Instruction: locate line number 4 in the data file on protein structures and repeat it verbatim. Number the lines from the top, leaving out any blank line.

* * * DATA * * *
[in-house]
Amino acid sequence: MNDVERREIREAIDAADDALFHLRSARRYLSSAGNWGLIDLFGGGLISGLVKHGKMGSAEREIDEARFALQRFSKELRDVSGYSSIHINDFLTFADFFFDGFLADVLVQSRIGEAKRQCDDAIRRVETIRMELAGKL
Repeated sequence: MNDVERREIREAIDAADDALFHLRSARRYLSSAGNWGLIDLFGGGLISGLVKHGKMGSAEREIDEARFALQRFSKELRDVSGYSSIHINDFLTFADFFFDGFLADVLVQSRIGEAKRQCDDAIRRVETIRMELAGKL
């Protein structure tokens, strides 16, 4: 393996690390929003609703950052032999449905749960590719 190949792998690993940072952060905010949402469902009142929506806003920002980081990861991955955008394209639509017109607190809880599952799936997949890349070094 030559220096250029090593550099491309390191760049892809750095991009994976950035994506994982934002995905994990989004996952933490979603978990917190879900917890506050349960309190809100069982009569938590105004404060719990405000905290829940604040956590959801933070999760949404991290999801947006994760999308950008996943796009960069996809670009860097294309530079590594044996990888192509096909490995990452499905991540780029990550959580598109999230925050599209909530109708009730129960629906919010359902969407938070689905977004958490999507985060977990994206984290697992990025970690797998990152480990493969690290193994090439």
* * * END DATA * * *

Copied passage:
């Protein structure tokens, strides 16, 4: 393996690390929003609703950052032999449905749960590719 190949792998690993940072952060905010949402469902009142929506806003920002980081990861991955955008394209639509017109607190809880599952799936997949890349070094 030559220096250029090593550099491309390191760049892809750095991009994976950035994506994982934002995905994990989004996952933490979603978990917190879900917890506050349960309190809100069982009569938590105004404060719990405000905290829940604040956590959801933070999760949404991290999801947006994760999308950008996943796009960069996809670009860097294309530079590594044996990888192509096909490995990452499905991540780029990550959580598109999230925050599209909530109708009730129960629906919010359902969407938070689905977004958490999507985060977990994206984290697992990025970690797998990152480990493969690290193994090439």